In the framework of the license application for the construction and operation of a surface repository for category A waste at Dessel (Belgium), a performance analysis of its containment capacity was performed. The objectives are threefold:
• to quantify the expected performance of the disposal system as a whole and of its components/safety functions;
• to demonstrate that the disposal system and its system, structure or components (SSCs)/safety functions are robust against reasonably foreseeable disturbances;
• to demonstrate that, until the end of phase V of the repository’s lifetime, the performance of the disposal system is proportional to the residual risk associated with the waste.
The expected performance of the disposal system and its components is based on the phenomenological expected evolution and the containment strategy, detailed in the long-term safety concept. A comprehensive and systematic approach is applied, in which for every system, structure or component with a main role for a containment safety function, the expected performance is quantitatively and/or qualitatively substantiated. The following lines of argumentation are used:
• compliance with conformity criteria derived from design requirements and that will be verified during implementation to provide reasonable assurance that the SSC can perform its intended safety function(s). A typical example is the low hydraulic conductivity value of key concrete components and their resilience against internal and external degradation factors;
• a set of performance indicators, calculated from near field models simulating the migration of radionuclides through the different system components and towards the environment. These indicators include mass-based (e.g. activity in compartments), flux-based (e.g. activity flux between compartments) as well as residence time-based (e.g. containment factors) indicators;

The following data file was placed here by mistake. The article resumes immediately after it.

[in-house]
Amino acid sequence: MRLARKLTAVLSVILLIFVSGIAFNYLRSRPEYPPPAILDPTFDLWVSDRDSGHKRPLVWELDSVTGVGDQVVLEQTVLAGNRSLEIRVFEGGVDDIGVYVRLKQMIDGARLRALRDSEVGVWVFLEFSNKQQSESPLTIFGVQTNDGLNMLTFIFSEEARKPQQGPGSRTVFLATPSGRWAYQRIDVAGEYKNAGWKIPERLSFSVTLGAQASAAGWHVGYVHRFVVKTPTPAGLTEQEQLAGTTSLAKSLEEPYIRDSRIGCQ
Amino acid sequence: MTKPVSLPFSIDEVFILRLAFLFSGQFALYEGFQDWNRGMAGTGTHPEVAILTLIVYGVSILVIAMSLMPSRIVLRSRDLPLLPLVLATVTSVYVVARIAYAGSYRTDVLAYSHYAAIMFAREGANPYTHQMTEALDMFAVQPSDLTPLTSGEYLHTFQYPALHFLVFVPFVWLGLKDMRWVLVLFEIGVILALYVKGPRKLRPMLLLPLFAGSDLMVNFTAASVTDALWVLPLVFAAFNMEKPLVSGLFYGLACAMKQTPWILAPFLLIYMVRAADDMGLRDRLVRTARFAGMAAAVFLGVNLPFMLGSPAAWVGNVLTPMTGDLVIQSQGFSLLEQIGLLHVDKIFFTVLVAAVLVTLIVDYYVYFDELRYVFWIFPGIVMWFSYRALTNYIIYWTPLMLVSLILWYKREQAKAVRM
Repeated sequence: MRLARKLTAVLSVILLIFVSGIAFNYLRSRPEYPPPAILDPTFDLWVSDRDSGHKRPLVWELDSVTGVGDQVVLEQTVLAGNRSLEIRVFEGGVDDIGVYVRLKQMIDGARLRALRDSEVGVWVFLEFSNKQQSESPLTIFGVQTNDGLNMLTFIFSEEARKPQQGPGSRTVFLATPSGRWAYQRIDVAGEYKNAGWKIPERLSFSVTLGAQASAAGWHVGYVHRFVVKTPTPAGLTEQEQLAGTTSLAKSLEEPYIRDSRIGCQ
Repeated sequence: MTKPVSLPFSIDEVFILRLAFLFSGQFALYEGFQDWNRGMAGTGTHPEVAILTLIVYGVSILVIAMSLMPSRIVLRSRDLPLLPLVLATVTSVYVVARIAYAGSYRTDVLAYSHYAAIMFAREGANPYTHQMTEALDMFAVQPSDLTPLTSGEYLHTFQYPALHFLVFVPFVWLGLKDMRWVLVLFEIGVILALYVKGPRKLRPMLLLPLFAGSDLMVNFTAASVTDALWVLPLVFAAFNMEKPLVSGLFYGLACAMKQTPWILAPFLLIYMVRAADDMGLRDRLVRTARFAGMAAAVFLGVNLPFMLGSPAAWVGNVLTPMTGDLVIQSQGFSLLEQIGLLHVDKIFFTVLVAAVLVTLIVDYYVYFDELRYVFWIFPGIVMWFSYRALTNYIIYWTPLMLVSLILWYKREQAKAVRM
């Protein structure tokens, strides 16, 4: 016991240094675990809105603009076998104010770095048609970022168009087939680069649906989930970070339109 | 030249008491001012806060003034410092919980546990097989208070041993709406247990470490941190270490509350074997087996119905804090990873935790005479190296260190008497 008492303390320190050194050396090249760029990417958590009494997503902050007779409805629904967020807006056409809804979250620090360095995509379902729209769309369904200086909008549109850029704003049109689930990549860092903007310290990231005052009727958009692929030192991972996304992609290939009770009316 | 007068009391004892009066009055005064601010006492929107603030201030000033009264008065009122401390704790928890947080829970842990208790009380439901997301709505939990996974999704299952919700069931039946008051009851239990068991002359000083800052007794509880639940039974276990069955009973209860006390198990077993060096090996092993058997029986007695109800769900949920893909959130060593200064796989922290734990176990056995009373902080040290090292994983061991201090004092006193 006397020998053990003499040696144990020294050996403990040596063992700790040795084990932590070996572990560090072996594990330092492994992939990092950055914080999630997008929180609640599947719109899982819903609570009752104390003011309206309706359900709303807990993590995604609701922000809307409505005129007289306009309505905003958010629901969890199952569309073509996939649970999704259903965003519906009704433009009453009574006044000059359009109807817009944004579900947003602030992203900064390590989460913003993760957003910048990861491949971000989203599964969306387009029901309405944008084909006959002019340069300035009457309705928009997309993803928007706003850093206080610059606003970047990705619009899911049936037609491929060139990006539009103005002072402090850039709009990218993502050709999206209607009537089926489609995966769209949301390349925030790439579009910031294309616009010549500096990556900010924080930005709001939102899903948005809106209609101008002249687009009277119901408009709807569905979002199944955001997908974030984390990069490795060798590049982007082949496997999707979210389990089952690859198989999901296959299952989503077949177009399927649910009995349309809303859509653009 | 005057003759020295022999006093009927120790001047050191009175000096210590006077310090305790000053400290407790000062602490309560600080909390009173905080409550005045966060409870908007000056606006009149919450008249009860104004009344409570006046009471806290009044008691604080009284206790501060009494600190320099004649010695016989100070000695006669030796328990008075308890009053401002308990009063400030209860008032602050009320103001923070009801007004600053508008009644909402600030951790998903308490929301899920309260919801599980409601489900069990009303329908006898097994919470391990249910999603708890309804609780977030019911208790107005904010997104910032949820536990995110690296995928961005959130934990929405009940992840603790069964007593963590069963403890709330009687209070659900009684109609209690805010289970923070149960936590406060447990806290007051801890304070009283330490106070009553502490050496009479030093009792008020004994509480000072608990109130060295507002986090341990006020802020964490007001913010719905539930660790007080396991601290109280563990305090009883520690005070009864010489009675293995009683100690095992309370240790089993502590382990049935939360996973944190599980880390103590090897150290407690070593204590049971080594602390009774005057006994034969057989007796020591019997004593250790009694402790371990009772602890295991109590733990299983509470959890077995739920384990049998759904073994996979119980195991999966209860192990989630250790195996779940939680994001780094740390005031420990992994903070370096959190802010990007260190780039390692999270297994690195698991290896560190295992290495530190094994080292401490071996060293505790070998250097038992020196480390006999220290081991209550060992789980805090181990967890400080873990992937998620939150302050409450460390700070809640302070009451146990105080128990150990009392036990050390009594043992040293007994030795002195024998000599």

• other (semi-)quantitative indicators building on the processes on which the containment characteristics rest, or derived from supporting models, used for components that are not explicitly represented in near field models.
Robustness of the disposal system’s containment capacity was analysed by comparing the expected performance with the residual performance of the system subjected to 5 types of threats. These threats correspond to (grouped) effects caused by initiating FEPs, leading to earlier and/or extreme degradations, radionuclide complexation, and combinations thereof. Additionally, effects on containment caused by human intrusion leading to a bypass of affected SSC’s are considered.
The risks associated with the waste radiotoxicity decline over time. So does the level of overall containment performance due to expected and possible degradation processes and events (translated into alternative evolution scenarios). The third part of the performance analysis therefore aims to demonstrate that the residual containment capacity offered by the disposal system remains commensurate with the residual risks associated with the waste by a sufficient margin. Numerical measures for the delay of release, spreading of release, total amount of the released radiotoxicity, containment and decay within the disposal system were developed which allowed to compare the different scenarios in a quantative manner.
|Number of pages
|Published - 24 Oct 2022
|SCK CEN Reports